Can my personal tweets get me fired?

Sure. In fact, even galactic heroes get fired for ill-advised tweets.

That was the case earlier this year with Gina Carano, the actress who portrayed Cara Dune in “The Mandalorian.” Her employer, Lucasfilm, let the actress go after a series of tweets that were “denigrating people based on their cultural and religious identities,” the company said in a statement. (For more see: #FireGinaCarano).

Not only can toxic tweets get you fired from a job, they can prevent you from getting a new career position, too.

“I once saw an applicant’s Twitter profile, and it contained a lot of tweets about his former employer,” said Tony Grenier, chief executive officer at Instrumental Global, an online music-lesson site. “He was very vocal about the things he believed are mismanagement up to the point that he was cursing his supervisor because his supervisor doesn’t know how to respond to criticism.”

Grenier didn’t know the entire story, but he saw enough that it raised a major red flag.

“I figured tweets like this tell a lot about the applicant,” he said. “If he did that to his former employers, he might do that to us, too. While no one company is perfect, you don’t bite the hands that feed you. So I chose not to hire him.”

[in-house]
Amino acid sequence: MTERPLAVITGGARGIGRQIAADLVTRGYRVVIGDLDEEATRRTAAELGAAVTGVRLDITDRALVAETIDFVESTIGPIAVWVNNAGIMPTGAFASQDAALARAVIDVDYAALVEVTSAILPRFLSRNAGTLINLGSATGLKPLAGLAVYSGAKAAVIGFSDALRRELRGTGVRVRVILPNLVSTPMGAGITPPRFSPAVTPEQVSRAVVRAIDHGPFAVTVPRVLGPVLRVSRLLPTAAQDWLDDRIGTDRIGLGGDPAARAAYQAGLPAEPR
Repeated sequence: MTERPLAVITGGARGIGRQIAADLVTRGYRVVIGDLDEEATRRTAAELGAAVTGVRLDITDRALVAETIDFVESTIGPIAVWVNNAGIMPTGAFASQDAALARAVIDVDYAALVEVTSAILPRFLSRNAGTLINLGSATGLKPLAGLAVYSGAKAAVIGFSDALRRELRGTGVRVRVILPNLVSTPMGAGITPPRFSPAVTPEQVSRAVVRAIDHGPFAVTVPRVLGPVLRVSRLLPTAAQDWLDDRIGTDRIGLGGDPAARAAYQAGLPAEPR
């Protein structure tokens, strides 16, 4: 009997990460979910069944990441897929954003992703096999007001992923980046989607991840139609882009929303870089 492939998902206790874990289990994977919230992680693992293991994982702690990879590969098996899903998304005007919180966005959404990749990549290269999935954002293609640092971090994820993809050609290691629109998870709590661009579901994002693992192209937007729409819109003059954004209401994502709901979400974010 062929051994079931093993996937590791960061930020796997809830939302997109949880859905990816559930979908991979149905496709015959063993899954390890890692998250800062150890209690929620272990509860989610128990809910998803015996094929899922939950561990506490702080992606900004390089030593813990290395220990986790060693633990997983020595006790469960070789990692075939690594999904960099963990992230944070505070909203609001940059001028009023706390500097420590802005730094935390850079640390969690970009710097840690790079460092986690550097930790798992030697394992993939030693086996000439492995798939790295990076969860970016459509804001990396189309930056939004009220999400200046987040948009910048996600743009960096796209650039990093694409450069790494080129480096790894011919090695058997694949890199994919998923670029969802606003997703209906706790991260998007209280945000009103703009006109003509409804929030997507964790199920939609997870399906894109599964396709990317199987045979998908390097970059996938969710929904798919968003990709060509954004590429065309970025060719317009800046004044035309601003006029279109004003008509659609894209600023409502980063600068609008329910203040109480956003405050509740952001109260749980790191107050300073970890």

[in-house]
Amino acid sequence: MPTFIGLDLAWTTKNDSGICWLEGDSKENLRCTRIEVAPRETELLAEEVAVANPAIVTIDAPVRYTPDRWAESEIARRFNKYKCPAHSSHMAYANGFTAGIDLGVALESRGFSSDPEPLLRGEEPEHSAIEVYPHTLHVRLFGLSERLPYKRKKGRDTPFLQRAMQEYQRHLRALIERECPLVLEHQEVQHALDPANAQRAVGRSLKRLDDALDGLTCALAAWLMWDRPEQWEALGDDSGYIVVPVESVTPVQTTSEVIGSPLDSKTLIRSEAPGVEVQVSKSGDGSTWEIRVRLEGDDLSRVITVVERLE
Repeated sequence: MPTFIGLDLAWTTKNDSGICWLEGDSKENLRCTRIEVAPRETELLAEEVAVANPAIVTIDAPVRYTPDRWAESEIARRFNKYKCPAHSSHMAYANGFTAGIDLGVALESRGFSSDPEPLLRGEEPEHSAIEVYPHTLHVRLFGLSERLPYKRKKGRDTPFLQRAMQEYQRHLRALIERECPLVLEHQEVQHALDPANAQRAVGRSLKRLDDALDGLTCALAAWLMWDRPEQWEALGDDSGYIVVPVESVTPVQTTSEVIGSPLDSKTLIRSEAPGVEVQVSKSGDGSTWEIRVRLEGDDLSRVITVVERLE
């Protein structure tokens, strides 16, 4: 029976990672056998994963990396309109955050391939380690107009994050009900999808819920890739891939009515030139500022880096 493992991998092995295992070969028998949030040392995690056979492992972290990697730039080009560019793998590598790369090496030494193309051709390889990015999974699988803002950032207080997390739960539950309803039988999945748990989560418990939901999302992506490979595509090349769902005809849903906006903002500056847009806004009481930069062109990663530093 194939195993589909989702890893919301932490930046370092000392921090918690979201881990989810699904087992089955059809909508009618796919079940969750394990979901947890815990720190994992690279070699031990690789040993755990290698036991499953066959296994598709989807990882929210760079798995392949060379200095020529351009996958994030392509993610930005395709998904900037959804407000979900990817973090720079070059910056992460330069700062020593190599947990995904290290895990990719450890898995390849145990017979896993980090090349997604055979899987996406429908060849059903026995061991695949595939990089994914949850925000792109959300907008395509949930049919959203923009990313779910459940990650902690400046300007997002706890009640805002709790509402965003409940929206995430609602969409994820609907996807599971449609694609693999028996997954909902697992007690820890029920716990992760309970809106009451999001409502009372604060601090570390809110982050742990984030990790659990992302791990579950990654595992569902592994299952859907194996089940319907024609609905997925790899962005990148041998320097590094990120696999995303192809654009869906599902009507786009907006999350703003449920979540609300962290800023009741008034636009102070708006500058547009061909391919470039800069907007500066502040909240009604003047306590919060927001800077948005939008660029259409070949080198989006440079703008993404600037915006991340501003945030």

Labor laws generally back Twitter-based pink slips

By and large, U.S. labor laws support the firing of an employee over a fiery Twitter post.

“While you may have your own blog, a Facebook or a Twitter account, or a membership on another social network, you are ultimately responsible for what you post and who sees it,” noted in a blog post. “No matter which microblogging or social networking site you participate in, you must be extra careful about what you write and choose to share with the public at large. You may be fired for entries that your employer may read and does not like or agree [with].”

For managers, firing a staffer over a tweet may also depend on where the company is located and under specific conditions.

“In most states, the short answer is yes, an employer can fire you or not hire you for any reason as long as it’s not based on a discriminatory purpose,” said Glen Levine, senior founding partner at Anidjar & Levine, in Ft. Lauderdale, Florida. “Your online profile can be considered by your employer for consideration of your job. Privacy settings within the particular social media site have no impact on this, as there is generally no real expectation of privacy on social media. Consequently, a tweet or social media post made on company time could affect your continued employment.”

It’s not a freedom of speech issue